The Cathedral of the Immaculate Conception in Albany, NY was rededicated by Bishop Howard J. Hubbard, D.D., on Sunday, November 21, 2010. The event provided our Diocese with an opportunity to focus on the meaning of a cathedral in the 21st century. This article was the first of three written for the parishes and institutions of the Diocese of Albany.
Did you know that the Pope’s cathedral is not St. Peter’s Basilica but the Basilica of St. John Lateran in Rome? This building, once a palace owned by the Laterani family, was consecrated in the year 324 CE and has served as the location of the official chair of the pope ever since. The word cathedral is taken from the Latin word cathedra, which is translated as “chair.” There is a cathedral in every Catholic diocese throughout the world. Because of the“chair” each cathedral is a symbol of the unity between the local diocese and the leader of the global Catholic Church. The chair is also a symbol of the local bishop’s ministry as a teacher and pastor. Bishops preside from the cathedra during all liturgies and when they make statements affecting the life of the diocese entrusted to them.
Further, according to The Ceremonial of Bishops, the local cathedral “is a symbol of the spiritual temple that is built up in souls and is resplendent with the glory of divine grace.” (Ceremonial No. 43.) What does it mean for us, the members of this Diocese, to understand our Cathedral as a symbol of who we are? In scripture we read that we are the living stones that build up the spiritual temple on earth (1 Peter 2). In doing so we advance the kingdom of God already here on earth even though it is incomplete.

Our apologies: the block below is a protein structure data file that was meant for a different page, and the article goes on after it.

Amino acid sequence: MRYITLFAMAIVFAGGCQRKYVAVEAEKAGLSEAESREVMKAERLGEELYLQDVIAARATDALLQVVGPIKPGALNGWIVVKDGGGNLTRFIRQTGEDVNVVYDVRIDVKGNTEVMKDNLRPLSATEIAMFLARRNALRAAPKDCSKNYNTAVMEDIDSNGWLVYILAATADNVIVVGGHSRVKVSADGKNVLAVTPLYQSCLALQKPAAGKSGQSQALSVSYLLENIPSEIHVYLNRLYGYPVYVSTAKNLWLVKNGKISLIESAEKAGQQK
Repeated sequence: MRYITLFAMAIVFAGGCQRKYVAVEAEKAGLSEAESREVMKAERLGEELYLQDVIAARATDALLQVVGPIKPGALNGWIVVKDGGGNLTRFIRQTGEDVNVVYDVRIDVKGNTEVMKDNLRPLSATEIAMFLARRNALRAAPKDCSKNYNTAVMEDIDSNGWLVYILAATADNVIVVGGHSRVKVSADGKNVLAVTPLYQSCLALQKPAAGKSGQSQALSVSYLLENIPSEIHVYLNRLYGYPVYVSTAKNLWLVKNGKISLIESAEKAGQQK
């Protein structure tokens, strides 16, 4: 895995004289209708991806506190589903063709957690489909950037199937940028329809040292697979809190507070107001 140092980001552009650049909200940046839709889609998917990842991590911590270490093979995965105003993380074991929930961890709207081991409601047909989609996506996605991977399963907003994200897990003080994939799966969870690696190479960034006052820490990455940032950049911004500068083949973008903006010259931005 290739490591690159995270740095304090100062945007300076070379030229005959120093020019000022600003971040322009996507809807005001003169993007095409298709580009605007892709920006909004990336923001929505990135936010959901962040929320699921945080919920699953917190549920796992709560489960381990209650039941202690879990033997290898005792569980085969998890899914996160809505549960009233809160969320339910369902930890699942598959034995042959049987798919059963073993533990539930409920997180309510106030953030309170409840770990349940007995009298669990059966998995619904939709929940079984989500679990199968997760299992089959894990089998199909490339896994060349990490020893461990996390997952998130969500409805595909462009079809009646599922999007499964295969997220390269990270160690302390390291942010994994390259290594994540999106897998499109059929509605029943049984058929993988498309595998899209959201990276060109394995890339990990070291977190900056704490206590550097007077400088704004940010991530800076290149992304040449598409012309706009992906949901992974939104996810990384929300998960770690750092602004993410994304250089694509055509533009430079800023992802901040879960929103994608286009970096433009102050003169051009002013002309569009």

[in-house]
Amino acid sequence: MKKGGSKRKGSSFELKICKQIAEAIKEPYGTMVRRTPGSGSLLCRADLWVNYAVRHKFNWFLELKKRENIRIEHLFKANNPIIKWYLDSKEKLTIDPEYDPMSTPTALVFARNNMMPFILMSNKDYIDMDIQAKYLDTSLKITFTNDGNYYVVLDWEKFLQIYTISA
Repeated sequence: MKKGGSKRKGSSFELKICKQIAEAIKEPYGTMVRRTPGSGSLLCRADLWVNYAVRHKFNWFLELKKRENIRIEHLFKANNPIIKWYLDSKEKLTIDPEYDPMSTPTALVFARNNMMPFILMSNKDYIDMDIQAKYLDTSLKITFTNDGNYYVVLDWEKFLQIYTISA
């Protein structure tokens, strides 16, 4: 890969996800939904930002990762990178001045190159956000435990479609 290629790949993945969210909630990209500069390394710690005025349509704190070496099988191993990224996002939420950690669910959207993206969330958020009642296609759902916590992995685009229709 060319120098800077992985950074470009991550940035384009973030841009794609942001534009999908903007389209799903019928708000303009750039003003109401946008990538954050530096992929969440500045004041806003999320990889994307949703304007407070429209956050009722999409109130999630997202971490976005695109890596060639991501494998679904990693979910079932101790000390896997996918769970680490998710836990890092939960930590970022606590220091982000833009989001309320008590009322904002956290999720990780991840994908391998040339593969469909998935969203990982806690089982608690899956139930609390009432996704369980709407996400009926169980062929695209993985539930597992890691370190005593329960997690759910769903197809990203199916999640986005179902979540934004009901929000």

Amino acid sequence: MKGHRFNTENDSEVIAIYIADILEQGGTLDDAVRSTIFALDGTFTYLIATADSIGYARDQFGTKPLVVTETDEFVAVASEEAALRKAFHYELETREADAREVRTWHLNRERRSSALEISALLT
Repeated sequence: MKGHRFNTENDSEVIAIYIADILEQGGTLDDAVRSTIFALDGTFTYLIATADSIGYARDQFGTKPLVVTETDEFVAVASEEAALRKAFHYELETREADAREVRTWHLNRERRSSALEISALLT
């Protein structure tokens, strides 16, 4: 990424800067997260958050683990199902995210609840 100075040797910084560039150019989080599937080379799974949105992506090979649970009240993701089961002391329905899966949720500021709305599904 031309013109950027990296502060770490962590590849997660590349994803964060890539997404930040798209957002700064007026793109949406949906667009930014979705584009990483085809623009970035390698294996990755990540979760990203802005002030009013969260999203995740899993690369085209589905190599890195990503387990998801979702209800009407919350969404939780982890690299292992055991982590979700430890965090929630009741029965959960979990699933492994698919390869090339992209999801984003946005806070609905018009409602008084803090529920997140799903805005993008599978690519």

The Cathedral of the Immaculate Conception is a symbol of the people of God, all the members of the Diocese of Albany. Every baptized person is, in some way, spiritually connected to the Cathedral. Spiritual temples, however, are empty if they are not places where the work of God is evident.
The symbolic and real identity of a Cathedral is energized when all members of a Diocese participate together in the work of Jesus Christ. Even though our Cathedral is far away from many parishes in this Diocese, it stands as powerful reminder of the calling each of us has received from God to put our faith into action.